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Jonas Valantinas, Daiva Asta Apanaviciene, Ligita Maroziene, Audrius Sveikata
Med Sci Monit 2012; 18(5): PH57-62
Background: Nonalcoholic fatty liver disease (NAFLD) is the most common chronic liver disease; there is growing evidence that it is a hepatic manifestation of a metabolic syndrome. This study aimed to assess the prevalence of metabolic risk factors among patients with NAFLD.
Material/Methods: Outpatients with NAFLD were recruited into the study. Family physicians recorded patients’ demographic and anthropometric data, leisure-time physical activity, concomitant diseases, and pharmacological treatment for NAFLD into standardized Case Report Forms.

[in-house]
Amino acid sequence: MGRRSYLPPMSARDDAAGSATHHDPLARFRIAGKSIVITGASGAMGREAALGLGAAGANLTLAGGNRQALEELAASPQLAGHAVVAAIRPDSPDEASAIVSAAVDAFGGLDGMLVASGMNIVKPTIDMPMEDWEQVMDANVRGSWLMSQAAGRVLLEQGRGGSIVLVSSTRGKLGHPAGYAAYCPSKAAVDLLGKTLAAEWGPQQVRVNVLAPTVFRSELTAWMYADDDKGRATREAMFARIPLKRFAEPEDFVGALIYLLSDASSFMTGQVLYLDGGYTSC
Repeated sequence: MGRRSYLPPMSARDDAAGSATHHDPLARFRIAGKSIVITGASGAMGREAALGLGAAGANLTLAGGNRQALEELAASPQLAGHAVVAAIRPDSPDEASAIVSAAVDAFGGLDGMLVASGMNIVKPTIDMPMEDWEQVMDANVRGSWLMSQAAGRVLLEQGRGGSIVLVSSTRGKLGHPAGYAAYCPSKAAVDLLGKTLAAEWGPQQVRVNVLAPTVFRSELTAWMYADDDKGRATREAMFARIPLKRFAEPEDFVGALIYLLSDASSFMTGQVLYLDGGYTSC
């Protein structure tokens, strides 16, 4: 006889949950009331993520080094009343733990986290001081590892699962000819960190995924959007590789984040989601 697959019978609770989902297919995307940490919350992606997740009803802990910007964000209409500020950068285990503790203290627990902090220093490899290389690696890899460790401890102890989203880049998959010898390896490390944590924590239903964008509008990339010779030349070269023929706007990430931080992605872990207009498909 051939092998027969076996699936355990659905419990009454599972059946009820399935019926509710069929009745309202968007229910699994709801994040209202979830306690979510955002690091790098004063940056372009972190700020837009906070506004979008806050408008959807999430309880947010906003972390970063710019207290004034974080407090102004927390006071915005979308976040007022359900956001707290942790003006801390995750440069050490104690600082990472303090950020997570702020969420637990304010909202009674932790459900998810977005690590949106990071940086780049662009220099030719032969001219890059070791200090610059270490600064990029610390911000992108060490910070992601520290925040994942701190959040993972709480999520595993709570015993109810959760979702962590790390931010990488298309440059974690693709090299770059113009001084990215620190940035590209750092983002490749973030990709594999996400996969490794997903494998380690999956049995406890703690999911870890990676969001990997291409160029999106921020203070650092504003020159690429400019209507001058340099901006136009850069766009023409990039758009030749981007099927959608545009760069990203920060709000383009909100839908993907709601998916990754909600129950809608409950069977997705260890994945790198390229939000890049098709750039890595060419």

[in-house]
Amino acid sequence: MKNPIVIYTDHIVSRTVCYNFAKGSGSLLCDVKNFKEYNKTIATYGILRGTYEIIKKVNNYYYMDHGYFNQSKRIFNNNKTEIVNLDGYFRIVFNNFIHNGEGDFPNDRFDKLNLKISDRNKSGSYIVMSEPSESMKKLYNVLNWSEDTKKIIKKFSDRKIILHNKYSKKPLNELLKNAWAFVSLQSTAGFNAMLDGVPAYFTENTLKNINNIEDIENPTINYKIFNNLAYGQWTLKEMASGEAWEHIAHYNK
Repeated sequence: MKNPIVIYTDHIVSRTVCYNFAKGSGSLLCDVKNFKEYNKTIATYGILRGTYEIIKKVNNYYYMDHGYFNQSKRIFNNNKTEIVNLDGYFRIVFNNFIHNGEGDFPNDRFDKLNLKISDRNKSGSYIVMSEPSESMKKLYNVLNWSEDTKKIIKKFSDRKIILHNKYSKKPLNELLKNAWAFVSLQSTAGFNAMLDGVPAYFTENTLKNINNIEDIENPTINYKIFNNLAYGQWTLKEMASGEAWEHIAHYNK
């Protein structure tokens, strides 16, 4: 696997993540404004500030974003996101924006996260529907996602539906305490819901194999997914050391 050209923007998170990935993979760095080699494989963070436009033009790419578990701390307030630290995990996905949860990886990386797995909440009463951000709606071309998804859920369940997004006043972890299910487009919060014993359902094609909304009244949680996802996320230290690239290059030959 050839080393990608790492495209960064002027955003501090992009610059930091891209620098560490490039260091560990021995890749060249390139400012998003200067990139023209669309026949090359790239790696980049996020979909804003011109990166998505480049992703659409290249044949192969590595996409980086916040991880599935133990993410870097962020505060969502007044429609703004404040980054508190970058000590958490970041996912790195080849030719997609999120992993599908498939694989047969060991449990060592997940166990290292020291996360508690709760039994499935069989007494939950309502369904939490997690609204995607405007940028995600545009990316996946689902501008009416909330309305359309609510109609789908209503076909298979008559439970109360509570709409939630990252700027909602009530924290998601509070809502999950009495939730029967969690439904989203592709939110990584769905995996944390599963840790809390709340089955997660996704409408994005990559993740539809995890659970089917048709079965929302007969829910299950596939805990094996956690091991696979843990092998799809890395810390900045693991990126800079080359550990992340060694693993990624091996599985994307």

Results: In total, data on 798 patients were analyzed. Most patients were women and they were older than the men (mean age, 60.2±9.6 vs. 54.5±11.4 years; p<0.05). Metabolic risk factors (obesity, arterial hypertension, dyslipidemia) were highly prevalent in the study patients, and these factors were more prevalent among women. There were no differences in the mean Body Mass Index (BMI), in the proportion of men or women with BMI >30 kg/m2 or central obesity in the 2 age groups (≤60 years and >60 years). Hypertension and diabetes were more prevalent among older men and women. Dyslipidemia was more common among older women. The level of leisure-time physical activity was lower in women and in older patients. The most frequently prescribed pharmacological agents were cytoprotective agents, lipid-lowering drugs, and antioxidants.
Conclusions: Metabolic risk factors were highly prevalent among patients with NAFLD. Obesity, hypertension, and dyslipidemia were more prevalent among women. The differences in the prevalence of hypertension seemed to be influenced by older age of women.